Marcus Mosiah Garvey
To all our readers, subscribers and supporters, we have been asked by our friend, W.B. Garvey, descendant of Marcus Mosiah Garvey to circulate the following petition initiated by Garvey’s son, Dr. Julius Garvey, Marcus Garvey’s son, forwarded to him from Liberty Hall in Jamaica, “asking for people to add their support to the efforts seeking a posthumous presidential pardon for Marcus Garvey from President Obama. The text of Dr. Garvey’s letter is below, and we attached the draft letter (*see at the end of post below) which was suggested by him, slightly modified by W.B. which you may use as a template. As noted, he asks that letters in support be sent to Melissa Chastang at the law firm of Akin Gump in Washington D.C.
According to W. B. Dr. Garvey will be speaking at a news conference in Washington D.C. this coming Wednesday to gain support for this effort before President Obama leaves office. “While posthumous pardons are rare, they are not completely unknown,” said W.B., “and now is the time to add our voices to those in support.” We are in complete support of this petition to exonerate the late Marcus Mosiah Garvey and lift all blot of shame from his name and legacy. Please read carefully the following letter by Dr. Julius Garvey.
Nick Diunte and Clyde Parris spending some time together back in 2007. Image thanks to Nick Diunte.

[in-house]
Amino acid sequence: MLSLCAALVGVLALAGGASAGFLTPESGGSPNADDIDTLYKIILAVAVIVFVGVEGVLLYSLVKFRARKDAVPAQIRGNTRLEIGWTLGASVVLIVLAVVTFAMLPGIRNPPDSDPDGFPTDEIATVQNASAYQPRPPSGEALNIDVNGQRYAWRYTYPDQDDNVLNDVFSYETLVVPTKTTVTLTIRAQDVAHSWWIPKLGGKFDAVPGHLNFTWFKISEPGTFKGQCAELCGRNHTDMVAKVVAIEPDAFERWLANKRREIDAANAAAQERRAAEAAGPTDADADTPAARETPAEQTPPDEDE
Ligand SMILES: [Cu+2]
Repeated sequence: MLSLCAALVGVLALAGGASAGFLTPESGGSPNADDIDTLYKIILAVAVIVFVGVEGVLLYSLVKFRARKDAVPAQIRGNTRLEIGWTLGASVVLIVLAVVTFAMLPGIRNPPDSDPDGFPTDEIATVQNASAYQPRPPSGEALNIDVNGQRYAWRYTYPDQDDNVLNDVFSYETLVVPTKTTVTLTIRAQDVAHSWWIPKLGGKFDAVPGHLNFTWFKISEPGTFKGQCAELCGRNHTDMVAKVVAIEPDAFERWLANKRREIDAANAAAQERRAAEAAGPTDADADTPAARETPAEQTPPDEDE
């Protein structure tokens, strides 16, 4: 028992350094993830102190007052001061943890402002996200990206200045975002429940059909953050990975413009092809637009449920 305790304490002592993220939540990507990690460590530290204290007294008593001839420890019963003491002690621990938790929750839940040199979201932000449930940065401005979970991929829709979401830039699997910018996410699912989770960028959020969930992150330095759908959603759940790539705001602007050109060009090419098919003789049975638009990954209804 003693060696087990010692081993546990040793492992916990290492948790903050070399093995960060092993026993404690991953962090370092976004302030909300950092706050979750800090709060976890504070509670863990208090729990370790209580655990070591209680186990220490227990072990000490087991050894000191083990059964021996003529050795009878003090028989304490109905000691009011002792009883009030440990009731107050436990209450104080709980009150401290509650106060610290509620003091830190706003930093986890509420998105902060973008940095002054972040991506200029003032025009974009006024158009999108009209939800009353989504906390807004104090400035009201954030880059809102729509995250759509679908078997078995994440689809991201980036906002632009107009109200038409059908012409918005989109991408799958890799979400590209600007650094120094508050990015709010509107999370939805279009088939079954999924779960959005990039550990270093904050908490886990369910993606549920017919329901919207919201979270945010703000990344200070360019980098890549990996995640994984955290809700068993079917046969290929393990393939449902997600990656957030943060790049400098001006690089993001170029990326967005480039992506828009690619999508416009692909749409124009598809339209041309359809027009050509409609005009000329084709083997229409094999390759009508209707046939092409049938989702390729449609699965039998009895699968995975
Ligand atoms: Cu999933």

Clyde Parris in 1959
We discovered a couple of days ago that our Baseball hero from the ranks of the Silver People of Panama, Jonathan “Clyde” Parris, just passed away at age 93 on July 9, 2016 in Valley Stream, New York. We wrote about him previously here.
Thanks to his young friend, fan and interviewer, Nick Diunte who posted articles about him on his blog here, we were updated on his passing. Thank you Nick Diunte for your loving attention to this great man and athlete. You can also view his entire professional career here. Continue reading
The headline reads “Cementerio Corozal en la Desidia.” Image thanks to TVN – on line.
Desidia is a term often bantered about in Panama’s daily newspapers concerning the pitiful state of its noble national and historic monuments and parks- part of its physical cultural legacy or what the UNESCO refers to as its tangible cultural heritage. It has ugly connotations when referring to the Silver Roll Cemeteries of Panama. Its meaning runs the gamut of apathy, indolence, laziness, carelessness, slovenliness, every nuance that is opposed to the attitude of its original American founders and the West Indian caretakers put in service to tend the cemeteries. It describes the present state of the once magnificent symbols of our West Indian cultural heritage here in Panama. Continue reading
A scene from Colon Carnaval in 1972. Image thanks to our friends at Colón de Ayer.
Here I am making my small contribution to the Carnaval in Panama City. Dressed in my Diablito costume that I made at home, I tried to liven things up on Via Venetto. 2006
Another jewel from the desk of our friend Tito Johnson recalls the golden days of Carnaval, especially the celebration in the City of Colon, which I recall with nostalgia and haven´t seen replicated even in Panama City, although the Carnavals in our capitol city were Real Carnaval until the mid 1950´s. By the late 1950´s I would say that Panama´s Carnaval started going downhill by cultural standards. I hope you enjoy this memory as much as I did. Continue reading
We hope you enjoy Tito Johnson´s memories of Colon as much as we have. Here is Part II.
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